In agreement with such complex genotypic control, the ‘low-fructose-to-glucose-ratio’ genotypes do not only differ from the other genotypes at the locus controlling this character, making it difficult to grasp the mechanisms behind the ‘low-fructose-to-glucose-ratio’ genotype. The comparison between the two groups of individuals shows that the genotypes with a low fructose-to-glucose ratio have a higher concentration of other sugars (sucrose, glucose and sorbitol) and of two of the three assayed hexose phosphates (G1P and F6P). Among the studied enzymes, FK, HK and F16BPase had slightly higher capacities in these genotypes, especially during the final developmental phases. In contrast, UGPase and NI displayed a slightly lower capacity.
These particularities may have several origins. Differences between the two fructose types could arise from the systemic structure of the network controlling sugar metabolism. Changes in one or few components may indeed affect the concentration of many metabolites due to the shared control that is typical of metabolic networks. In addition, these particularities could be the result of a physical link between the genes that control these traits on the genome, indicating that these genes would participate in the observed phenotype without having any obvious link to fructose concentration. Our results show that the genotypes with a low fructose-to-glucose ratio have significantly smaller fruits than do the ‘standard-fructose-to-glucose-ratio’ genotypes. Interestingly, a fresh weight QTL was identified near locus FRU . Thus, the difference in fruit weight that was observed between the two fructose types may arise from a physical connection between the two adjacent loci. Unfortunately, the low density of the genetic map and the high number of genes with unknown function preclude drawing conclusions on this point.
High sucrose concentration, another particularity of the ‘low-fructose-to-glucose-ratio’ phenotype
The sucrose concentration was significantly higher in the ‘low-fructose-to-glucose-ratio’ genotypes during the second half of fruit development (approximately 35% higher than ‘standard-fructose-to-glucose-ratio’ genotypes at maturity). This higher sucrose concentration may explain that no difference in sweetness was found between the two fructose types.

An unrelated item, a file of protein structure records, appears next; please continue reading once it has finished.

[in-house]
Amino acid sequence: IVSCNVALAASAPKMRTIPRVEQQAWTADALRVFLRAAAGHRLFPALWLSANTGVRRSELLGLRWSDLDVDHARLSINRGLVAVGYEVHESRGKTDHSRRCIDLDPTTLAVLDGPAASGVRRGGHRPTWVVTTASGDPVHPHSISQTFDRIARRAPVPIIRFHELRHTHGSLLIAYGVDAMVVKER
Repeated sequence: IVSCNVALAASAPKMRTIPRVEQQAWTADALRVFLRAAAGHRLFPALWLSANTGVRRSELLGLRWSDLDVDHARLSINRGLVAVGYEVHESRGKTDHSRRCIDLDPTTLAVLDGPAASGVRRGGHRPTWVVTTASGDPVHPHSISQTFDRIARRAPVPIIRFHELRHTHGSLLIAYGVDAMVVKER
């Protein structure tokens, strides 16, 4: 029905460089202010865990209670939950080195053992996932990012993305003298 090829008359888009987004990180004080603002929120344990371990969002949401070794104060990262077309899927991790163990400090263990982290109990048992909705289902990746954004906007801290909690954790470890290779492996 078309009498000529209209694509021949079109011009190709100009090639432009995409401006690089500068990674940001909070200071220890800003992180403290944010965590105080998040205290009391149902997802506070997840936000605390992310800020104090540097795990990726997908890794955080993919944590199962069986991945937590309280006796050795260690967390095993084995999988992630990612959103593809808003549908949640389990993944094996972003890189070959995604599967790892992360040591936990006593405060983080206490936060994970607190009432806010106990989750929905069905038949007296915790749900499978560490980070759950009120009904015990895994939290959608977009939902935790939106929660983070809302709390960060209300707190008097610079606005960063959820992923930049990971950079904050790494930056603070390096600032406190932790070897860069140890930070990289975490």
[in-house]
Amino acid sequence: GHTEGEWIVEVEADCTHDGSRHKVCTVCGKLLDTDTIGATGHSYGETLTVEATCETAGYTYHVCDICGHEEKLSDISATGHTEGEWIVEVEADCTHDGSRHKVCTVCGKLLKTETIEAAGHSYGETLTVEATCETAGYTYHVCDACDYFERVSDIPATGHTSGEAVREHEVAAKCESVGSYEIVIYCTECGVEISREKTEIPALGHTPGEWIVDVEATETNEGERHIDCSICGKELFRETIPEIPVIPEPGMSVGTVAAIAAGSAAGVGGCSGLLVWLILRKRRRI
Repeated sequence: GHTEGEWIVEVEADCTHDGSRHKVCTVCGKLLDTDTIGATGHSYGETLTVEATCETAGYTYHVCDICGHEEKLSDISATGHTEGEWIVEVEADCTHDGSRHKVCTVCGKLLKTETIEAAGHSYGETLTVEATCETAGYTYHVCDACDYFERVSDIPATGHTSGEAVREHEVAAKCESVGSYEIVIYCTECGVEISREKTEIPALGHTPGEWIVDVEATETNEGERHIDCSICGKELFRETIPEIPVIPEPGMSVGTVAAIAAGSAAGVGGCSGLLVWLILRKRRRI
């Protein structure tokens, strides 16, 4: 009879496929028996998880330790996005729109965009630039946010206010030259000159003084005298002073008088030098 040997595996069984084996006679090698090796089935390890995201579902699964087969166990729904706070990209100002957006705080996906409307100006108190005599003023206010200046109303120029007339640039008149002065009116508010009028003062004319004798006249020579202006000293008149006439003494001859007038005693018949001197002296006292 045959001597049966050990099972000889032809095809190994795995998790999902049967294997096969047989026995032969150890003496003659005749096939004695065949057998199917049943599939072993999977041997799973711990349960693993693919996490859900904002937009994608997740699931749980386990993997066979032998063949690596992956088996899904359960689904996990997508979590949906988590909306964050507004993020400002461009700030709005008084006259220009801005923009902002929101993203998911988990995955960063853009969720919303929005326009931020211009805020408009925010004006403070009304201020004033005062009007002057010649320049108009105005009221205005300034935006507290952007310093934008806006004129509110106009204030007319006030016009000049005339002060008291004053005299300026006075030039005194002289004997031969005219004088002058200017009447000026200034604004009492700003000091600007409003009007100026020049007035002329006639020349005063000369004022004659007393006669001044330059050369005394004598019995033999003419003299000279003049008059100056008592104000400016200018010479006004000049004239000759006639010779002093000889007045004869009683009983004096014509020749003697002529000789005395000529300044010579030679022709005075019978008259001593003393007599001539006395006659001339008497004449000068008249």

NI was shown to have an important role on sucrose regulation in Arabidopsis . The slightly lower NI capacity observed in the ‘low-fructose-to-glucose-ratio’ genotypes could lead to higher sucrose and lower hexose concentrations.
Although the lower NI capacity can account for part of the phenotype, it is not enough to explain the large increase in the sucrose concentration in the ‘low-fructose-to-glucose-ratio’ genotypes. The capacity of the other cytoplasmic and vacuolar sucrose-cleaving enzymes, SuSy and AI, appeared to be unaffected; the capacity of SPS, which is involved in sucrose re-synthesis, was also unaffected. The differences that were observed in F6P concentration could lead to a change in the re-synthesis rate of sucrose via SPS, thereby contributing to the increased sucrose concentration in the ‘low-fructose-to-glucose-ratio’ genotypes. However, the SPS flux also depends on the concentration of UDP glucose, which was not assayed in this study.
Another possibility includes cell wall invertase, another sucrose-cleaving enzyme that is localized on the apoplasm and whose capacity was not assayed in this study. Indeed a switch in the phloem-unloading mechanism has been reported to be driven by cell wall invertase during fruit development in apple and grape ,. We cannot exclude that an alteration in the cell wall invertase capacity would be partly responsible for the increased sucrose concentration in the ‘low-fructose-to-glucose-ratio’ genotypes.
High fructokinase: a candidate to explain the low fructose-to-glucose ratio
Due to the recent annotation of the peach genome , an exploration of the genes that are present in the locus FRU region, associated with the ‘low-fructose-to-glucose-ratio’ phenotype, was carried out. In this region, two genes encoding SuSy, which catalyzes a reaction leading to fructose (see above), have been annotated .
Unlike invertase, SuSy and SDH have the potential to modify the fructose-to-glucose ratio, and SDH has previously been proposed to be responsible for the regulation of the fructose concentration in peach fruit . However, the data presented here do not reveal any difference in the SDH or SuSy capacities between the two fructose types, although a difference in the affinity of these two enzymes could also explain the ‘low-fructose-to-glucose-ratio’ phenotype, an option that was not investigated in this study.